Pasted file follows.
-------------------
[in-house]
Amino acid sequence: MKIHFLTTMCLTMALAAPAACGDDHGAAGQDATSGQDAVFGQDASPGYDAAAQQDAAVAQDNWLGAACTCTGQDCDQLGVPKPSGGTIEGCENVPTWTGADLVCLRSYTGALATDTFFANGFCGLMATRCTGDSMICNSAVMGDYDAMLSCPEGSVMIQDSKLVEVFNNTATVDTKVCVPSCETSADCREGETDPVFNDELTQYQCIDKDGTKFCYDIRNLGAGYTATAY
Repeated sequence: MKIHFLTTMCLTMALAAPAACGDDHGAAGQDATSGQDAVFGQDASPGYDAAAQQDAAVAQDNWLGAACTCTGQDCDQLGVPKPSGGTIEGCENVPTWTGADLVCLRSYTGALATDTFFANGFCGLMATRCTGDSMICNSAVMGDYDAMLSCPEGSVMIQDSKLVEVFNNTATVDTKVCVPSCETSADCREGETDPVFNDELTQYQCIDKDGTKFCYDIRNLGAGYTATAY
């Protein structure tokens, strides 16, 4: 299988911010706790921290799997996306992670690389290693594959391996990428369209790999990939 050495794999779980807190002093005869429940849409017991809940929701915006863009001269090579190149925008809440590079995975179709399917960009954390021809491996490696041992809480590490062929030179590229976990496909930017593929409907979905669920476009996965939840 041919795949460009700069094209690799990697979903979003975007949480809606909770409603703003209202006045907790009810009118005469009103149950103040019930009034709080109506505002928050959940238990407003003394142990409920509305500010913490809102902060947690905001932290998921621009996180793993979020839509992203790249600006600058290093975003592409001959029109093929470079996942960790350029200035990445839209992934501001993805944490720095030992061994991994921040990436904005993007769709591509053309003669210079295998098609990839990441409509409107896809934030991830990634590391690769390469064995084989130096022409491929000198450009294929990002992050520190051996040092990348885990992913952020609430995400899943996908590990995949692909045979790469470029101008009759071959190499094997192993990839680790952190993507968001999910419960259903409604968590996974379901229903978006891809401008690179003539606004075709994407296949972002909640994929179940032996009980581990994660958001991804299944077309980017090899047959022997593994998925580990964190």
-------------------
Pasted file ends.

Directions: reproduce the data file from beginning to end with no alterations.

[in-house]
Amino acid sequence: MKIHFLTTMCLTMALAAPAACGDDHGAAGQDATSGQDAVFGQDASPGYDAAAQQDAAVAQDNWLGAACTCTGQDCDQLGVPKPSGGTIEGCENVPTWTGADLVCLRSYTGALATDTFFANGFCGLMATRCTGDSMICNSAVMGDYDAMLSCPEGSVMIQDSKLVEVFNNTATVDTKVCVPSCETSADCREGETDPVFNDELTQYQCIDKDGTKFCYDIRNLGAGYTATAY
Repeated sequence: MKIHFLTTMCLTMALAAPAACGDDHGAAGQDATSGQDAVFGQDASPGYDAAAQQDAAVAQDNWLGAACTCTGQDCDQLGVPKPSGGTIEGCENVPTWTGADLVCLRSYTGALATDTFFANGFCGLMATRCTGDSMICNSAVMGDYDAMLSCPEGSVMIQDSKLVEVFNNTATVDTKVCVPSCETSADCREGETDPVFNDELTQYQCIDKDGTKFCYDIRNLGAGYTATAY
């Protein structure tokens, strides 16, 4: 299988911010706790921290799997996306992670690389290693594959391996990428369209790999990939 050495794999779980807190002093005869429940849409017991809940929701915006863009001269090579190149925008809440590079995975179709399917960009954390021809491996490696041992809480590490062929030179590229976990496909930017593929409907979905669920476009996965939840 041919795949460009700069094209690799990697979903979003975007949480809606909770409603703003209202006045907790009810009118005469009103149950103040019930009034709080109506505002928050959940238990407003003394142990409920509305500010913490809102902060947690905001932290998921621009996180793993979020839509992203790249600006600058290093975003592409001959029109093929470079996942960790350029200035990445839209992934501001993805944490720095030992061994991994921040990436904005993007769709591509053309003669210079295998098609990839990441409509409107896809934030991830990634590391690769390469064995084989130096022409491929000198450009294929990002992050520190051996040092990348885990992913952020609430995400899943996908590990995949692909045979790469470029101008009759071959190499094997192993990839680790952190993507968001999910419960259903409604968590996974379901229903978006891809401008690179003539606004075709994407296949972002909640994929179940032996009980581990994660958001991804299944077309980017090899047959022997593994998925580990964190």